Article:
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Parvo: What it is and How to Stop it in its Tracks

 by danielle on 03 Jul 2014 |
1 Comment(s)
What is it?

Canine parvovirus is a seriously nasty dog disease. First described in the 1970s, parvo results in death in 91% of untreated cases.

The disease works by attacking and destroying cells in regions such as the stomach and intestines, with usually lethal results for the infected dog.

Who can catch it?

Whilst Parvo can affect dogs of any age group, puppies are especially vulnerable to infection between the ages of 6 and 20 weeks of age.


For unknown reasons, the Doberman and Rottweiler breeds are more susceptible to the disease than others.

Whilst other animals can be affected by parvo, it is not transferable to humans. 

How is it caught?


Parvo is highly contagious and extremely resistant to eradication. It is transmitted to dogs through accidental ingestion of the faeces of another infected dog. It can be carried on a dog’s hair and feet, as well as items it has been in contact with such as bedding and crates. It can also catch a ride on the shoes and clothing of human handlers and transfer that way onto other dogs.

Often dogs catch it by going for a walk in their local area where an infected dog has been roaming as well.


The first symptoms of parvo is typically lethargy which is then followed by loss of appetite, fever, vomiting and diarrhea (often bloody).

Vomiting and diarrhea usually lead to dehydration which can make the dog vulnerable to secondary infections which worsens their condition further. However it is important to note some symptoms may not be present in parvo affected dogs – some puppies have fevers of up to 106°F (41.1°C) and others none at all.


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If you suspect at all a dog may have parvo an immediate trip to the vet is an absolute must. Intravenous fluids to restore water into the dog’s body after dehydration is essential, as is medication to control vomiting and diarrhea.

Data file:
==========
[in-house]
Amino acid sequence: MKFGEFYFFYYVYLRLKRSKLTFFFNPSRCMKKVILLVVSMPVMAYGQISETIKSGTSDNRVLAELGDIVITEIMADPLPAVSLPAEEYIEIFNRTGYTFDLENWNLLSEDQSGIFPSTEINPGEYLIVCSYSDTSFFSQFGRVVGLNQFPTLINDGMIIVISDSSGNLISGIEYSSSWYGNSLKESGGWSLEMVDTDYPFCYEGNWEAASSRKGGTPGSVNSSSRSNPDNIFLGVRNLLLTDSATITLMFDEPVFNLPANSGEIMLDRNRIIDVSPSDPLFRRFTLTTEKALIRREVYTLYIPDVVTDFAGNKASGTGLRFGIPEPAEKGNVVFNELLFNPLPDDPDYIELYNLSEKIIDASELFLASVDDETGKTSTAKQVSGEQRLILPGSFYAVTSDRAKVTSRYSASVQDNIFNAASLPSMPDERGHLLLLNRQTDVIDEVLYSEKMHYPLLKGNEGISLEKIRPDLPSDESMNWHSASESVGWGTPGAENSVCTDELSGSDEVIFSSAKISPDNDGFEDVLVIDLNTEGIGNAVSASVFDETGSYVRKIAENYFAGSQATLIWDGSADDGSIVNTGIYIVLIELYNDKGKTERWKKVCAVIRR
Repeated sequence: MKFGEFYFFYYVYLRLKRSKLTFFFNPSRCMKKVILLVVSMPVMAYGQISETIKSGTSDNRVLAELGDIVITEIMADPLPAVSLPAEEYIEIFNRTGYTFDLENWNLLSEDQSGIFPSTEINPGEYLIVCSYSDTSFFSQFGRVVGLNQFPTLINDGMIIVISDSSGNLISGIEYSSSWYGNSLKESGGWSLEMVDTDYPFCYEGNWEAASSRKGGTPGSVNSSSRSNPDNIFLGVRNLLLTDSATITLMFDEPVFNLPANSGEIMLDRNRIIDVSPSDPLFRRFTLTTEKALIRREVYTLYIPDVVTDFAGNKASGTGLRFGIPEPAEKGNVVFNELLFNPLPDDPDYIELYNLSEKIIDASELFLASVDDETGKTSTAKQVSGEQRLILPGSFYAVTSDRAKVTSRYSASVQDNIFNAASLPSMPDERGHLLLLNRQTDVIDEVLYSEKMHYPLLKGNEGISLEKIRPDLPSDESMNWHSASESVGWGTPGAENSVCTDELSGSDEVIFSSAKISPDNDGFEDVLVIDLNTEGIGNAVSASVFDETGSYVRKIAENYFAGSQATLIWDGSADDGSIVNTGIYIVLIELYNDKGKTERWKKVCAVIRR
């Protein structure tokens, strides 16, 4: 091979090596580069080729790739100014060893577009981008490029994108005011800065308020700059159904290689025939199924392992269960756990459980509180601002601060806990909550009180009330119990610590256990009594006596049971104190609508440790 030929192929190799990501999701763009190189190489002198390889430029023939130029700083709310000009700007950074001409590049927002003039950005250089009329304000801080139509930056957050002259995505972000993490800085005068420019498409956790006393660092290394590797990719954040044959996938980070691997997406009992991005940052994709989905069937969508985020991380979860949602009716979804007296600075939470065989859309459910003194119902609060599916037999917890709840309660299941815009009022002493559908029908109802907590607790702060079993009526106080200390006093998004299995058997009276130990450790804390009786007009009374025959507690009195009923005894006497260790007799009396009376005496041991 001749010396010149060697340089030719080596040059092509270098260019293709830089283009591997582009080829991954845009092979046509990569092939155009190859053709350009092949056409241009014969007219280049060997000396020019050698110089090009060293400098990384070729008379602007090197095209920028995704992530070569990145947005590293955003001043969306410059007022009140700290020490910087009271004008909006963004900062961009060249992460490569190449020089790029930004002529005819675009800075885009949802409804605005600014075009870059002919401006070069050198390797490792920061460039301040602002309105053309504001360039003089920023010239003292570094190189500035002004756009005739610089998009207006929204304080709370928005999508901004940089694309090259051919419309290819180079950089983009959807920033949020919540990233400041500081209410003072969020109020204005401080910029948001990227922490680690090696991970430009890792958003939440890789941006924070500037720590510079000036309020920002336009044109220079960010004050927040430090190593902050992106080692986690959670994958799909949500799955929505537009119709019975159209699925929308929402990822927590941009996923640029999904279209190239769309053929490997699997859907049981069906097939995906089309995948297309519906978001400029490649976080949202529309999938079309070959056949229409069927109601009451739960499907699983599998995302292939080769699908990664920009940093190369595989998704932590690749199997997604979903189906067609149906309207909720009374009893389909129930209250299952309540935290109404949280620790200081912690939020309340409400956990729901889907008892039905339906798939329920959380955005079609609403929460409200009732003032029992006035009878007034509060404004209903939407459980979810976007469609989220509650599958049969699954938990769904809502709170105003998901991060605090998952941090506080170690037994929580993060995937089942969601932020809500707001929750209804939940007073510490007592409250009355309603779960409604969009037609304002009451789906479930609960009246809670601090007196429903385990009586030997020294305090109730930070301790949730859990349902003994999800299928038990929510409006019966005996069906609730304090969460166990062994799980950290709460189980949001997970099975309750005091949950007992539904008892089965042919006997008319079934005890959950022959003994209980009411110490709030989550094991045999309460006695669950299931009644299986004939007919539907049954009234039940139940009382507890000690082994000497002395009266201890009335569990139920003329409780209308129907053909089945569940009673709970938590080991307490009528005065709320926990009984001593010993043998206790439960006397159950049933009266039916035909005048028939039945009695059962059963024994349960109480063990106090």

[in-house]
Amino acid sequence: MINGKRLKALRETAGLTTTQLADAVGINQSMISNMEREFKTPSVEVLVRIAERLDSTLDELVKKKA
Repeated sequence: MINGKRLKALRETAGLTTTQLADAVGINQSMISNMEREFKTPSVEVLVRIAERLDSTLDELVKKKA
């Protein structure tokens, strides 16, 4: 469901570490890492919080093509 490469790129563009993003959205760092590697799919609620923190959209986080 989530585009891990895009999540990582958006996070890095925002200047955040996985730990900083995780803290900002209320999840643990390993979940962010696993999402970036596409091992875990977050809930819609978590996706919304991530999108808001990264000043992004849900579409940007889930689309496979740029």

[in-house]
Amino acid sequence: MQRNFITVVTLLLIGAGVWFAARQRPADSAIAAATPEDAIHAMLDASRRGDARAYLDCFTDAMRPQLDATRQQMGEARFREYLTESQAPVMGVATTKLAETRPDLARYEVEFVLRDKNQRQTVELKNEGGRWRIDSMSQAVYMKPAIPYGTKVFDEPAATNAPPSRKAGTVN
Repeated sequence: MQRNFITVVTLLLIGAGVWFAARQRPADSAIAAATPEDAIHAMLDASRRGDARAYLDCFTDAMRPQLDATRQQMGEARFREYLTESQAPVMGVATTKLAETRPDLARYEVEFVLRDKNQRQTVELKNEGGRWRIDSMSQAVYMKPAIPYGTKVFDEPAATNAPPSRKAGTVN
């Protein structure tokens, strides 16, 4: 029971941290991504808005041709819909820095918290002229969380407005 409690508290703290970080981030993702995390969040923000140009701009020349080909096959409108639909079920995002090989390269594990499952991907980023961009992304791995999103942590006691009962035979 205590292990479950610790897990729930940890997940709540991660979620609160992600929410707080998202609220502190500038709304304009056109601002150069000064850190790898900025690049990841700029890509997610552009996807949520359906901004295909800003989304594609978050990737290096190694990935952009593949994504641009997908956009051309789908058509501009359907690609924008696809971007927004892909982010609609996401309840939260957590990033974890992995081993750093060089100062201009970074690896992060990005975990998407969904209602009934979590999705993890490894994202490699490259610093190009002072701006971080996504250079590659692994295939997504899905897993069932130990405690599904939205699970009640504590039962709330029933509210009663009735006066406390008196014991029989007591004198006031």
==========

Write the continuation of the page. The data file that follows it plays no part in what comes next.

Blood transfusions and more intensive medical care may be involved in seriously affected animals.
Antibiotics to protect the dog in its vulnerable state from septicemia and secondary bacterial infections are also required, as they are the usual cause of death.
How well the dog recovers is largely dependent on the strain of parvo they have caught and the age and previous health state of the dog – as well as how quickly treatment was sought. Puppies with parvo are not hopeless cases. The majority, under proper veterinary supervision, recover without suffering long-term effects.

The best treatment is prevention. Vaccination is the absolute best way to prevent parvo and it's simple to receive at your local vet.

If an infected dog has been on the premises, thorough cleaning of the areas it has been to is also essential. Parvo is a tough virus that is undeterred by most household cleaners and can survive without a dog for months and months by itself on surfaces. It is best to use a strong bleach solution to scrub the room and objects, left on for at least twenty minutes before being washed off.  



Mahogane  - Comment
Mahogane 06 Sep 2020Reply
My dog died this morning and it really hurted me...thanks for the info ig

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